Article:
Then in 2005, Harris theorized that it was Republicans’ small-minded pursuit of the Lewinsky scandal that left the nation vulnerable on 9/11: “I think that’s the great tragedy of Bill Clinton’s record on terrorism, that he understood the threat of Islamic terrorism generally, Osama bin Laden specifically, and yet he was not able to infuse his own government or the country at large with that sense of urgency.”
Here’s how Harris defined a reporters’ burden to be objective in his Tuesday evening blog item:
I did not vote in either of Virginia’s primaries today, though I have been following both the Republican and Democratic contests closely and the Old Dominion’s open primary laws would have allowed me to vote in either primary with no obligation to register by party.
But my reasons had nothing to do with staying monkishly detached from the election or pretending to myself or others that I have no opinion about the candidates. I have plenty of opinions (though by temperament I tend to wear them pretty loosely).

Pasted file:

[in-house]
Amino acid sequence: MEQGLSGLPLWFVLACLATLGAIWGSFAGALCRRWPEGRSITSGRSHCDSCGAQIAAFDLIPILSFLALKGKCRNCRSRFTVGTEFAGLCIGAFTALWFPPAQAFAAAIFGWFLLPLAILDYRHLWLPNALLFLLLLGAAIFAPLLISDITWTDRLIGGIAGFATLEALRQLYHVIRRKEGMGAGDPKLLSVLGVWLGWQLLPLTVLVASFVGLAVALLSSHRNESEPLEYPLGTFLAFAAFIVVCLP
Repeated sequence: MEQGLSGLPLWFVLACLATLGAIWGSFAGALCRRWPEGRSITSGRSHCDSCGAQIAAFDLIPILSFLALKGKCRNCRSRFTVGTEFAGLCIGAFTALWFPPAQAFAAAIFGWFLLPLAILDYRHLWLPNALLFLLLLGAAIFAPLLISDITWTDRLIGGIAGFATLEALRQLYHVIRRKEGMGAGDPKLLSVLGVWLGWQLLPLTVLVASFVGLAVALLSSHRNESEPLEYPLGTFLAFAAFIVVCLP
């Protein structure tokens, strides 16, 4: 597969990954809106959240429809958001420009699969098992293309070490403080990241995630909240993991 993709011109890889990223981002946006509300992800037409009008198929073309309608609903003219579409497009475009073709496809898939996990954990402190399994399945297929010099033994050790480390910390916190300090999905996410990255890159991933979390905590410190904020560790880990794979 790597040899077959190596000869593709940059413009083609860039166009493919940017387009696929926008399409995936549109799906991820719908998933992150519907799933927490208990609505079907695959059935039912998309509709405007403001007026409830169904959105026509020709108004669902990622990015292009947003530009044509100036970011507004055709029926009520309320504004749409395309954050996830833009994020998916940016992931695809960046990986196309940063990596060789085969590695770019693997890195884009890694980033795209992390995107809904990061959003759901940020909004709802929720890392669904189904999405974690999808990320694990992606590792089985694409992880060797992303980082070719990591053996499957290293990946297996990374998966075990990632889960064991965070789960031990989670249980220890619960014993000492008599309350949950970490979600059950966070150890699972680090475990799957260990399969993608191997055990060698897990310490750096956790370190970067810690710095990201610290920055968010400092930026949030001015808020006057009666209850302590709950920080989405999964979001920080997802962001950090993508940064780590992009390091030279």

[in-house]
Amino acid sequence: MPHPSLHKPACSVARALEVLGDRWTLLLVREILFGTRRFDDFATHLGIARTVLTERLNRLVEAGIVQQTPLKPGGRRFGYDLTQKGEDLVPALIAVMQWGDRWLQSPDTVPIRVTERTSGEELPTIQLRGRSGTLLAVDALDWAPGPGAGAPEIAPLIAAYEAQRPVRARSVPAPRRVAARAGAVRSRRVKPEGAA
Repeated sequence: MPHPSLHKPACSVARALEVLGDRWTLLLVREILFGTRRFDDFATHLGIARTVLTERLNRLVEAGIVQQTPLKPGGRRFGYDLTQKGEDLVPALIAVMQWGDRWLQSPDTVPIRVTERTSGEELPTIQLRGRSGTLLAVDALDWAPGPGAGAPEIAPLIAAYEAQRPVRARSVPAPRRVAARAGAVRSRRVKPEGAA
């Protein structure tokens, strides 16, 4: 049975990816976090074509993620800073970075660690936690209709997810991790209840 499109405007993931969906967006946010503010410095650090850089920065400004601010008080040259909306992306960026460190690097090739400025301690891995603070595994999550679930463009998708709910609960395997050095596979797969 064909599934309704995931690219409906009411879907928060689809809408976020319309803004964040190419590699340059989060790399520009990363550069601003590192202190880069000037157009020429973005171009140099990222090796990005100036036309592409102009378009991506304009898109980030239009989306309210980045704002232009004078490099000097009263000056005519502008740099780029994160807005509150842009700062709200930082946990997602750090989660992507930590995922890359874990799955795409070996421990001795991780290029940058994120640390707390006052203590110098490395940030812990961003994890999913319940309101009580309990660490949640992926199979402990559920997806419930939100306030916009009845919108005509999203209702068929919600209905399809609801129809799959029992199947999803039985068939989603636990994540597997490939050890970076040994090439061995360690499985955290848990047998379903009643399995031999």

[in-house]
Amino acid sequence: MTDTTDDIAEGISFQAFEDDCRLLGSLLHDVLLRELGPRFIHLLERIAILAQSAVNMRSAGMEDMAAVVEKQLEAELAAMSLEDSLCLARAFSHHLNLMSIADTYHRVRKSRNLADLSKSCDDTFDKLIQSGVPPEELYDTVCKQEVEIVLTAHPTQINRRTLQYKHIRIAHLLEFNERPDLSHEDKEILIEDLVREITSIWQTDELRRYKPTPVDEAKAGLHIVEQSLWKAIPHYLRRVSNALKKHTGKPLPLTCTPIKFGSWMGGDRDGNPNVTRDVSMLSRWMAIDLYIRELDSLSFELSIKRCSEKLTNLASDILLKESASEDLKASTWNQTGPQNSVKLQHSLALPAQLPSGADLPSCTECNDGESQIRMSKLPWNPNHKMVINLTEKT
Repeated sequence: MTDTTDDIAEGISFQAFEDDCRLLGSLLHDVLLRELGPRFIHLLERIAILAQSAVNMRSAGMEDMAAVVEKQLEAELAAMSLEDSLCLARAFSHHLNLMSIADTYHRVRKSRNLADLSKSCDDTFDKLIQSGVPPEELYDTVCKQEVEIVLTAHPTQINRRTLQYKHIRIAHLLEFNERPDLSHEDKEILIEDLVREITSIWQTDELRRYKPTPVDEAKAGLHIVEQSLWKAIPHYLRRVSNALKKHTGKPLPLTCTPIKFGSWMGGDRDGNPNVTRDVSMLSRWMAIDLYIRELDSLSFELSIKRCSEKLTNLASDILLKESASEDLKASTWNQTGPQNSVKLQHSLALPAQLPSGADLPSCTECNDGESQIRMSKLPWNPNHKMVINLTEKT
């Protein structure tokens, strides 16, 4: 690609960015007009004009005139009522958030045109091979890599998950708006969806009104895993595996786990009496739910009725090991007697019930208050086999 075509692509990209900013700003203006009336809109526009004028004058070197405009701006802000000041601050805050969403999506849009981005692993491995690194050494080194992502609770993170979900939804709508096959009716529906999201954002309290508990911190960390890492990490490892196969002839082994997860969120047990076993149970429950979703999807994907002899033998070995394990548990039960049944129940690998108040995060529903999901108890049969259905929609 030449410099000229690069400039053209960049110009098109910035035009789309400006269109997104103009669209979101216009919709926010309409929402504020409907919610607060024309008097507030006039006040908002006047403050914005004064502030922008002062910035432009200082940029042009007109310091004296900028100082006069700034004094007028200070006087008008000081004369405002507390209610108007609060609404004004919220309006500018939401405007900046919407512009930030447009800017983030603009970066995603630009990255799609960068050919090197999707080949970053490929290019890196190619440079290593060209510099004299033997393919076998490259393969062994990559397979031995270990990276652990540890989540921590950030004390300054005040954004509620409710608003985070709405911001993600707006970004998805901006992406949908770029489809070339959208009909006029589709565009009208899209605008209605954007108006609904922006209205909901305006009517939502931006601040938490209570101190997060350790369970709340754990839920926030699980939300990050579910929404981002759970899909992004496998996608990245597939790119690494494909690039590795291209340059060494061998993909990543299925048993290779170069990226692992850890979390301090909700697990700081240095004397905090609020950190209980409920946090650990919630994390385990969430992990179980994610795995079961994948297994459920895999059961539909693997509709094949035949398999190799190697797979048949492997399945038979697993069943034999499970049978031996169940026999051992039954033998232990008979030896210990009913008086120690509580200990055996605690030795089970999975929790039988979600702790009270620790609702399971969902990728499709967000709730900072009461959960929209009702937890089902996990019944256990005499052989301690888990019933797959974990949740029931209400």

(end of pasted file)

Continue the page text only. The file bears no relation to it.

The reason I did not vote is that if I did my name would be on public record showing which primary I voted in. I don’t need the hassle of giving people reasons to question or make assumptions about my views or the motives informing my work.
I will certainly be voting in the general election, as I have in every presidential race since 1984. I like politics, and I like the feeling of participation as a citizen that voting provides.
What’s more, coming to a conclusion about whom I support and expressing that in the voting booth does not compromise me as a journalist.